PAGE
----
the previous one that you can find by clicking HERE.
the first thing you have to ask yourself is: “Am I OK when my child is
afraid? Does it cause me a problem?” Some common reactions parents have in
situations where their children are fearful:
makes the child different from others then they don’t want to be seen as having
failed as parents.)
never be “normal” (for example, someone posted a comment like this –
“if you don’t push your kid to go into the water, then they won’t be able
to make friends in the future because they’ll be too afraid of doing what
or incompetent if they don’t know how to help their child or do not feel
confident in the use of helping skills.
many parents unfortunately see their child’s behavior as cowardice. Imagining
that others will judge the child likewise, a common reaction for parents is to
feel embarrassed. They’re afraid of losing the approval of others. It is indeed
possible that others will disapprove of a parent supporting a child in
emotional distress. At this point the parent will need to weigh this risk and
the risk of not supporting the child.
and a trusted person chooses to withhold support, preferring to distract,
argue, judge, ridicule, or lecture, the bond of trust is weakened along with
any influence that adult may have with the child. A child is much more likely
to avoid stressful situations entirely once they have seen that no one can be
trusted to support them.
that child may never be “normal”.
in him becoming socially isolated, as in the swimming example above, a parent
may think that something HAS to be done. I suspect that underneath this
desperation is the parent’s own painful memories of abandonment and isolation.
For them, it is unbearable to risk allowing the child to handle it in their own
way. However, the danger of taking control of the situation—from the child,
that is, is that the child will feel betrayed and come to see the parent as a
threat. It may or may not help them overcome their fear of swimming, for
example, but tossing them into the water before they are ready WILL injure your
facilitate a child in confronting their fears themselves. This improves the
level of trust and reduces the anxiety of the child.
may feel helpless if they don’t feel confident in their helping skills.
going to discuss next is not common knowledge. It is used primarily by
therapists and counselors with great effect. But this skill that I call active
listening is very simple and takes only a little practice to master. In time it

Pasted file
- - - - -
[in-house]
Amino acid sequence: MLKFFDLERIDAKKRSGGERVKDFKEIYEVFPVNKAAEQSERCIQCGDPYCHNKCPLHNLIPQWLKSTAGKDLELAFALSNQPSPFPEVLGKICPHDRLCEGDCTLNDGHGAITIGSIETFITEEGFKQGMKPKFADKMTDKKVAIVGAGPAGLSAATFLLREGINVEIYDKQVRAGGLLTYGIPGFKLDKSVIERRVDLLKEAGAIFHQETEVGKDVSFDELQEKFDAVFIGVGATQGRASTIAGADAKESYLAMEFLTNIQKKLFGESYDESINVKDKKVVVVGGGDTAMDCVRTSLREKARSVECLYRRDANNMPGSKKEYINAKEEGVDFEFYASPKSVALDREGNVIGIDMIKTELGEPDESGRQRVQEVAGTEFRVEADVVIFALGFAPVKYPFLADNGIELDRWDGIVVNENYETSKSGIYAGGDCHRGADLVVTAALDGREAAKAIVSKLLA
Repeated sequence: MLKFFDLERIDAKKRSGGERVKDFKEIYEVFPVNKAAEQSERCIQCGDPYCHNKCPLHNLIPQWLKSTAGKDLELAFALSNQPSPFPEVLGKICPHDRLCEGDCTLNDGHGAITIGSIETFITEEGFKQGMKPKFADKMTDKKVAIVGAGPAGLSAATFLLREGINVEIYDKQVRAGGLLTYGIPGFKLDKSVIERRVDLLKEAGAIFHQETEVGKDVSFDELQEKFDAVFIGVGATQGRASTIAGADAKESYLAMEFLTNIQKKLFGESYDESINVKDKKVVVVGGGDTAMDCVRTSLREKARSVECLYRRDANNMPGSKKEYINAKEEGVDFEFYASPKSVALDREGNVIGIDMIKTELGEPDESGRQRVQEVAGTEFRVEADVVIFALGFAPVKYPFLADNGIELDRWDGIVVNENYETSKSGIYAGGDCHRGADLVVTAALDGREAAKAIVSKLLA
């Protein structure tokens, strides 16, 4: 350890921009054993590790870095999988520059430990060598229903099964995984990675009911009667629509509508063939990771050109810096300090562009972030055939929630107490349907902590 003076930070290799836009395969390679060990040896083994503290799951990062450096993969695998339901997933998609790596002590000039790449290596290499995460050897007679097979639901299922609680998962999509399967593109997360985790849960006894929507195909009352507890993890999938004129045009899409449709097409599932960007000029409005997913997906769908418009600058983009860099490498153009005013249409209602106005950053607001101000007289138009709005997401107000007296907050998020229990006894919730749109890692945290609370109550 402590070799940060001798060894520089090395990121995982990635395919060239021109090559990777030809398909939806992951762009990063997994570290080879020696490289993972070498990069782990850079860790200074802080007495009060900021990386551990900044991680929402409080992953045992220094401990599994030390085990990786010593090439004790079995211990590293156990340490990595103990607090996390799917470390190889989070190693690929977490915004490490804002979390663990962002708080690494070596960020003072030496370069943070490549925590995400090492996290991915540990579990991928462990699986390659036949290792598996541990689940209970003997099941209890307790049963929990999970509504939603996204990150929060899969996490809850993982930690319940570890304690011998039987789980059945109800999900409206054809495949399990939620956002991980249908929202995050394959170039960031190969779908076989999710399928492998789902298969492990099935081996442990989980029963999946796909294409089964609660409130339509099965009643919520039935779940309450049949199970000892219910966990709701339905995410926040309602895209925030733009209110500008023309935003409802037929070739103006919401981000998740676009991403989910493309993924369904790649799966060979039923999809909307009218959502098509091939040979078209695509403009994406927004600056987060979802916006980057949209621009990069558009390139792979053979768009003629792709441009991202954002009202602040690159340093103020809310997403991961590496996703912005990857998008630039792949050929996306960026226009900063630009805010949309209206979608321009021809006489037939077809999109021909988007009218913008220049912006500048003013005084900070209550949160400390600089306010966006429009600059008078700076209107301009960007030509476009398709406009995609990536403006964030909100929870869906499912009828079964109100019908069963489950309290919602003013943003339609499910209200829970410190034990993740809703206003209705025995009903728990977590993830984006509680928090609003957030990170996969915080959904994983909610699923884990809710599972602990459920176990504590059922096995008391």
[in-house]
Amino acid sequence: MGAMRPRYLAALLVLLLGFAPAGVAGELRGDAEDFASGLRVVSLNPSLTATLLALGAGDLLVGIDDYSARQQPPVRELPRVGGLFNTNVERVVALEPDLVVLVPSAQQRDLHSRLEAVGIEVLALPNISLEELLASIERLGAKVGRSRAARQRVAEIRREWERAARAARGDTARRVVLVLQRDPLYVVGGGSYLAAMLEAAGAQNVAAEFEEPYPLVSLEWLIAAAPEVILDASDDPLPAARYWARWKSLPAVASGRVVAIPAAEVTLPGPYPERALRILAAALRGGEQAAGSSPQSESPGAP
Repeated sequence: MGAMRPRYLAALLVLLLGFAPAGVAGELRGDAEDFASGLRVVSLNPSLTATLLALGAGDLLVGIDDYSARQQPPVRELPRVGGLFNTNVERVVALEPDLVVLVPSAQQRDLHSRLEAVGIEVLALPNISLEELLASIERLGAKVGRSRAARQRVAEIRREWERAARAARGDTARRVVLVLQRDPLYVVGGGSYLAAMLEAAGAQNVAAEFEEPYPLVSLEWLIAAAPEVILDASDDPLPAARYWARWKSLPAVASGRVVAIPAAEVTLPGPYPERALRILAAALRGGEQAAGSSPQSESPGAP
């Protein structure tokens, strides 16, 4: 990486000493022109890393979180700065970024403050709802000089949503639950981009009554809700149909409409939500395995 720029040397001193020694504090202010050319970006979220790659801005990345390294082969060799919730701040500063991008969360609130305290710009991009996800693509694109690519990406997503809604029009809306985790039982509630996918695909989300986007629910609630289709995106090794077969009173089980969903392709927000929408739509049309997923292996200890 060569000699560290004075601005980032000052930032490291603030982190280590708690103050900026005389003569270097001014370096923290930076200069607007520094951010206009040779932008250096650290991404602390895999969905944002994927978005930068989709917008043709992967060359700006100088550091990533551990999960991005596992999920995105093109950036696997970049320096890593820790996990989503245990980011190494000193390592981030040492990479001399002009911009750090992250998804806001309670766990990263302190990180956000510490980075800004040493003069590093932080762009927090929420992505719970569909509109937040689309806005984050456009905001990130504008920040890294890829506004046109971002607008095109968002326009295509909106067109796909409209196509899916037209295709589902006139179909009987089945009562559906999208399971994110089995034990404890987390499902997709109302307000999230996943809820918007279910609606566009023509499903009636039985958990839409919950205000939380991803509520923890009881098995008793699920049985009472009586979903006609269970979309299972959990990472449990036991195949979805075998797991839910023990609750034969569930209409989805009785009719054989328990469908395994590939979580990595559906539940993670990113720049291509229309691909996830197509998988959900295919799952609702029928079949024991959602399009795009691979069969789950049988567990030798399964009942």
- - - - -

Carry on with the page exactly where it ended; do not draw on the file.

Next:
can become so integrated into your communication style that using it feels more
natural than not using it. Here we discuss it only briefly and plan to expand
on this in a future post.
to us, they are then MOST in need of our support. These “irrational” fears
exist only in the child’s reality and no one else’s. This leaves them to face
the danger alone. By listening to the child with the aim of seeing what the
child sees and feeling what the child feels, we provide assurance to the child
that we also see the danger and that he is not alone. In order to do this, we
must briefly remove ourselves from our own reality and enter that of the child.
To remove ourselves from our own reality is to suspend any moral judgments, to
forgo attempting to solve their problem or to manage the outcome, and to accept
ALL of your child’s thoughts and feelings as valid and rational (which is
true… in their reality).
is accompanied in his frightening reality, it becomes much less frightening. He
now has someone with whom he can share his experiences. He does not need to
concern himself with defending his reality from his parent’s reality. It is at
this moment that a child can consider the dangers facing him. The child begins
to see possible solutions to a problem that only moments ago seemed
insurmountable. His new companion listens to his solutions and repeats them to
allow the child to consider them more carefully. Once he finds a solution that
feels good to him he is sure to follow through with it. It is now the child who
is acting rather than reacting, he has found a measure of control where before
he felt as if he had none.
like to take a look from the top.”
wet if we went to the top.”
getting wet up at the top, if it starts to look like that might happen then I’m
OK with coming back down.”
looks like a lot of fun to me!”
and it looks more scary than fun!”
just looks scary!”
laughing and really excited about it. Do they have any smaller slides at this
there with you if you’d like.”
take a look at the smaller slide. Maybe I’ll try this one next year!”
provide a supportive environment in which their children (or anyone else) can
find refuge from anxiety allowing them the pleasure of fully expressing
themselves, of the pride that comes with solving their own problems and of
being in control of their own lives.
a child more support in stressful situations – we’ll discuss it in more detail.